Ventura boasts the same arsenal, though he can actually claim to throw a fastball that’s harder than Kimbrel‘s. He started the 2012 Futures Game in Kansas City, which I was able to attend, and I saw him touch 102. It also has late, explosive movement that gives hitters nightmares.

Since height is an issue, Ventura isn’t able to stay on top of the fastball, meaning it is prone to coming into the zone straight and easily elevated.  

The curveball is also a deadly pitch, looking at times like a 70-grade pitch on the 20-80 scouting scale. It is sharp with very tight two-plane break and gives him a weapon to keep opponents off balance as well as miss bats. 

Like Kimbrel, at least when he was coming up, Ventura also shows a changeup, but it is clearly his third pitch and lacks deception because it can come out of his hand too firm. It will flash above-average at times, though he needs to develop a better feel for it. 


The Mechanics

Here is where things start to veer off course for the comparison. That’s not a complete shock, as you will rarely, if ever, find two players who have the same kinds of mechanics (pitching or hitting). 

Baseball is a game about timing and balance, so what works for one player isn’t going to work for someone else. Mechanics are a constant work in progress, especially for pitchers, because it is imperative that you repeat them in order to develop command and throw consistent strikes. 

I say that to lead into Kimbrel‘s mechanics and arm action, which are actually very violent and not something you would want to teach your kid. It obviously works for him, thanks in large part to one of the fastest arms in baseball. 

There are times we talk about how a pitcher’s legs will do a lot of the work and help generate velocity, but Kimbrel is all about the arm speed and action. That did limit him coming through the minors, as he was having difficulty reeling it in enough to throw strikes.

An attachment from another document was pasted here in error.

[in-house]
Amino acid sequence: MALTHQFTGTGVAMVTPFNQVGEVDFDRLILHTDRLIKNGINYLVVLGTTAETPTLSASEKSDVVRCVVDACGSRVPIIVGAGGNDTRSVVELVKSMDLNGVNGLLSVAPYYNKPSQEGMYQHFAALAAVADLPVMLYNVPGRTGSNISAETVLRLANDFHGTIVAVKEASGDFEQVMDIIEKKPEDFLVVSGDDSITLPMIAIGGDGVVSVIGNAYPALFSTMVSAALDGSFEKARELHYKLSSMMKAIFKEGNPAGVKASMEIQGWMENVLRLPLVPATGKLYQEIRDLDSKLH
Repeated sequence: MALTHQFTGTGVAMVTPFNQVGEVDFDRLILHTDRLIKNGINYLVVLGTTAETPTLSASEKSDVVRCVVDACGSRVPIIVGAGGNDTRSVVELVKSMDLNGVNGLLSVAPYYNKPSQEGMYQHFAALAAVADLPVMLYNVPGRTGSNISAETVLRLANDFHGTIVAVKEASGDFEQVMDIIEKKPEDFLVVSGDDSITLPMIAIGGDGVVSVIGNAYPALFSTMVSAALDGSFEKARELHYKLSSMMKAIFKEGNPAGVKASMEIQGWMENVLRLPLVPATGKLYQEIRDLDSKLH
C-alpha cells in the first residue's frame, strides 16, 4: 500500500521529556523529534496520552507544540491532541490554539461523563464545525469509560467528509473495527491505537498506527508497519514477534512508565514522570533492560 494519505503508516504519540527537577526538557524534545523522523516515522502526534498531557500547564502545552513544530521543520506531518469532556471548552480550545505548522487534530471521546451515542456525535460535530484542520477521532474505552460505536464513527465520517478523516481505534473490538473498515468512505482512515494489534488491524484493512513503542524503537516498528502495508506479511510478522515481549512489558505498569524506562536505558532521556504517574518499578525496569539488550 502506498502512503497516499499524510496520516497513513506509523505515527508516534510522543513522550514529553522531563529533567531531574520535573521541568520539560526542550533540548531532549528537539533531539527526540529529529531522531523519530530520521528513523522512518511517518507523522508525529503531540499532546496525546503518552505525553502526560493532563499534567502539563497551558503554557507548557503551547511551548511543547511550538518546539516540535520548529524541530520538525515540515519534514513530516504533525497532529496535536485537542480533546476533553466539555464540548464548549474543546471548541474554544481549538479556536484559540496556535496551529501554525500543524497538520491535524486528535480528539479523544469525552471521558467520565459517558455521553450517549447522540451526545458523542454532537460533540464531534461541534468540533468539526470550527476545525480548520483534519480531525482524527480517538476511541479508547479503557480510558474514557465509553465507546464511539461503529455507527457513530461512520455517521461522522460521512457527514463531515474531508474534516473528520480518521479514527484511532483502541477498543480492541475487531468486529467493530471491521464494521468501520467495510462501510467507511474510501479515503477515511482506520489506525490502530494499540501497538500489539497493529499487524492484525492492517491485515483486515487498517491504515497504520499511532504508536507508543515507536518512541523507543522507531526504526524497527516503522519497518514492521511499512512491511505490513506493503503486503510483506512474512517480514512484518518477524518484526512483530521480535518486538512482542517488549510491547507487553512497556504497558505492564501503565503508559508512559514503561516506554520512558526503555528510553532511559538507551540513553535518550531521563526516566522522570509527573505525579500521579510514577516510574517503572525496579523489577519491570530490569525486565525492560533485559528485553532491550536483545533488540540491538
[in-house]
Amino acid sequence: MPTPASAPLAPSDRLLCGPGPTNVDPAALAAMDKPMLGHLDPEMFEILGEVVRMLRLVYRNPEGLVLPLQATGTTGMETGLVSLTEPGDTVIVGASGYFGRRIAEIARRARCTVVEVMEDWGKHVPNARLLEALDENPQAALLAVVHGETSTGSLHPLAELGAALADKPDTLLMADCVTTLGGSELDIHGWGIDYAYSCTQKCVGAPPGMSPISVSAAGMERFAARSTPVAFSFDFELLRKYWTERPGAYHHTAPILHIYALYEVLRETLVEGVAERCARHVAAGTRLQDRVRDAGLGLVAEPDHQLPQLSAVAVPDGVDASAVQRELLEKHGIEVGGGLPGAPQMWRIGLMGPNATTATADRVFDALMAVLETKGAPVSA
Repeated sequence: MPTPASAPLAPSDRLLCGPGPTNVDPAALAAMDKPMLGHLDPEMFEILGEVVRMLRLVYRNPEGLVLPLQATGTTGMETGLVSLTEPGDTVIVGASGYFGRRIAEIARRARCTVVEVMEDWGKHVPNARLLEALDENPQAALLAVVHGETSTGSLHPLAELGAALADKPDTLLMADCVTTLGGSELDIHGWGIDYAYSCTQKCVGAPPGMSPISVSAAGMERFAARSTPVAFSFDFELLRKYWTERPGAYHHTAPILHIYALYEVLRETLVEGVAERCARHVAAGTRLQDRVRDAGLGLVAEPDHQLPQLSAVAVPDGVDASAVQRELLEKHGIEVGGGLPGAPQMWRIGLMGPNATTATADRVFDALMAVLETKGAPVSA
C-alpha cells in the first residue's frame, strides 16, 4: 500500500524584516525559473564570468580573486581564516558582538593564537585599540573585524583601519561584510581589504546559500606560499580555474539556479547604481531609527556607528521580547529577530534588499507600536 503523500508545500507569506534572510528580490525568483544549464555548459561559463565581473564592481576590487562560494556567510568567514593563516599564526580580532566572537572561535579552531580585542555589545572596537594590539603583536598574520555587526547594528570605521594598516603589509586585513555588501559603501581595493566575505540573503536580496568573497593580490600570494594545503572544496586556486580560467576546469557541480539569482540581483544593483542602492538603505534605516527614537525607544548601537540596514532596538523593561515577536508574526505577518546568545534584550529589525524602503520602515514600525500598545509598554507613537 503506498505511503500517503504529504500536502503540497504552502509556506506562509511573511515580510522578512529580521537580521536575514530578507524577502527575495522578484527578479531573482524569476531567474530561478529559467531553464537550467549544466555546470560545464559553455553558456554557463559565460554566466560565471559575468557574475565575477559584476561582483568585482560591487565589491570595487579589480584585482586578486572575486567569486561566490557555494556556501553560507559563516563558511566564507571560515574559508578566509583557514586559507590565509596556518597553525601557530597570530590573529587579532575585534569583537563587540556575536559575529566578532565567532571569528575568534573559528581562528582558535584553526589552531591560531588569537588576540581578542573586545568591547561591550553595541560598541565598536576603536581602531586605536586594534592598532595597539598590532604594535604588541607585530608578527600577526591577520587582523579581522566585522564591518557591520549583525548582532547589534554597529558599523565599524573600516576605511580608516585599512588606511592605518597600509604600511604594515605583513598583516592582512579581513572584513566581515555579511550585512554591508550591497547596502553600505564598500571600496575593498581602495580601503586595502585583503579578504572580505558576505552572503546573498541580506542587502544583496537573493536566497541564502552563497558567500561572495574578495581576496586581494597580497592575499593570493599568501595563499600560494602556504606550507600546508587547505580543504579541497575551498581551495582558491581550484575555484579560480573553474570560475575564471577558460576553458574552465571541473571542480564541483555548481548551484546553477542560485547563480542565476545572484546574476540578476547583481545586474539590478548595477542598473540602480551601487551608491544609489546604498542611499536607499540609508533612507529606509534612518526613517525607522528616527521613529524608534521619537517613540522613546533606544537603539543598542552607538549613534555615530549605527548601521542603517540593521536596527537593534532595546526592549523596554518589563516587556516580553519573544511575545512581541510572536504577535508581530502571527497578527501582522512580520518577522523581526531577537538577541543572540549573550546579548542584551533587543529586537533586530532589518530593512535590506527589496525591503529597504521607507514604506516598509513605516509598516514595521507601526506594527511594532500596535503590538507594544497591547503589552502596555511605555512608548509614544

Kevin Goldstein wrote about Kimbrel‘s arm and control in the 2011 Atlanta Braves Top 11 for Baseball Prospectus (subscription required for full scouting report), saying, “he doesn’t make it look easy, and had a career minor-league rate of 5.7 walks per nine innings.”

Eventually that kind of delivery could cause Kimbrel problems, but you can make a laundry list of pitchers with violent mechanics who have put together terrific careers. Chicago’s Chris Sale immediately springs to mind, because that delivery and lanky frame holding up as a starter is a minor miracle. 

Ventura looks so smooth on the mound. He can generate huge velocity like Kimbrel, but is able to do it without breaking a sweat. His arm speed can sit right alongside anyone in baseball. 

Because of his size, however, Ventura isn’t able to really drive the ball down in the zone with his lower half. That can lead to issues commanding pitches in the zone and lead to some erratic moments. 

Rosenbaum’s midseason report on Ventura said that the 22-year-old has made some headway in those areas:

“Both command and control are raw but have improved this season; has shown a more consistent feel for arsenal.”

Ventura‘s walk rate actually got worse in 2013 compared to 2012 (3.45 to 3.54), which is also another reason he likely ends up a reliever. But this was his first exposure to Triple-A when the Royals promoted him midseason, so some of his struggles can be forgiven, especially since he was able to strike out 81 in 77 innings at Omaha. 

But that walk rate will have to improve in order for Ventura to reach his full potential, assuming you think he can stay in the rotation. 


The Ceiling

If you believe Ventura can stay in the starting rotation, he projects as a No. 2 starter. He might have the best fastball in the minors right now, with the ability to touch 100 when he reaches back and a knee-buckling hammer that will miss bats. 

However, if the size and durability questions are a problem, as they are for me, Ventura slots right into the conversation as one of the best closing candidates in the minors. He can turn into the AL version of Kimbrel, to bring the conversation full circle. 

That doesn’t sound as appealing as having a top-of-the-rotation arm, but there certainly is value in that kind of player; especially one who is going to be under team control for six years and three years away from arbitration. 

The Royals are absolutely making the right decision by letting Ventura start. You don’t move a player from a role until he proves beyond a shadow of doubt he can’t handle it, especially a young pitcher with an arm like this. 

But if things don’t work out the way Ventura and the Royals hope, the team has one more great option it can add to what is already one of the deepest bullpens in the American League. 


If you want to talk baseball, feel free to hit me up on Twitter with questions or comments.